Army Aviation Hall of Fame 1989 Induction
In 1943 John Geary was already a Master Sergeant in the Army when appointed to attend the Military Academy at West Point. After graduation he took pilot training at San Marcos, Tex., and then graduated from the Air Force Test Pilot School at Edwards AFB, Calif, where he achieved the highest academic grade in his class as one of a very few U.S. Army pilots to undergo that training.
After earning his M.S. Degree in Aeronautical Engineering at the University of Michigan in '56, Geary eventually emerged as one of the Army's most qualified and experienced engineering test pilots, with flight time in 35 different varieties of fixed wing aircraft (many of them experimental) and 20 types of helicopters.
A Master Army Aviator with more than 4,000 hours (including 300 logged in combat in Korea and Vietnam), he pioneered the concept of "lead the fleet" testing while assigned to the U.S. Army's Transportation Test and Support Activity at Ft. Rucker. Under his direction new model helicopters were flown under a demanding, accelerated schedule to discover potential problems in maintenance and logistic support requirements as early as possible.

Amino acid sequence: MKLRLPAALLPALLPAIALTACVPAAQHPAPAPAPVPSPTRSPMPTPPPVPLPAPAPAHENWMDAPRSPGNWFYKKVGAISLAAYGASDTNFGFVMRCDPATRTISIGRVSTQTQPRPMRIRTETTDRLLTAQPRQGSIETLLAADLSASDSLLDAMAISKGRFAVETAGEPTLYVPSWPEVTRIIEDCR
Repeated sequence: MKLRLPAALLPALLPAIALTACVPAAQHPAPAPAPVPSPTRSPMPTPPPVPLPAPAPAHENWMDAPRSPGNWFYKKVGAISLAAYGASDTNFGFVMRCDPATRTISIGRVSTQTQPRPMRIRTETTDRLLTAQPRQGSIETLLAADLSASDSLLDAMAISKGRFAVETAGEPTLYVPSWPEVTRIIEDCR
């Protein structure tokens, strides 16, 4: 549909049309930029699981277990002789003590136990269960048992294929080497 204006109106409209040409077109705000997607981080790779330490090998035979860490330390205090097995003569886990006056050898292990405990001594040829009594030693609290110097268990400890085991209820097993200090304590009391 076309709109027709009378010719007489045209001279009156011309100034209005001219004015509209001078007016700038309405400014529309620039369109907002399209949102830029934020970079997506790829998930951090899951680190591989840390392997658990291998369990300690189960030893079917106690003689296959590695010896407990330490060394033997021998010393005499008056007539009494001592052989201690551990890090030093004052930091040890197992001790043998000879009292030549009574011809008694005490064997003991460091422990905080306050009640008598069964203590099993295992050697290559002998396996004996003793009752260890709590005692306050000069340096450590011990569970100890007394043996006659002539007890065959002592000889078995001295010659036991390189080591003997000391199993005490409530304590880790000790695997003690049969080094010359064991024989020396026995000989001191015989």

On one occasion four helicopters of the same type were flown 1,000 hours each in an elapsed time of 82 days, an astonishing accomplishment that under normal circumstances would take six months to achieve the same results.
A CH-47 Chinook Project Manager at one point, his last post before retirement was as Director of Research, Development and Engineering at the U.S. Army Aviation Systems Command in St. Louis.
Above all, John Geary was a soldier, giving to the Army and his country 34 years of selfless, dedicated, highly effective service.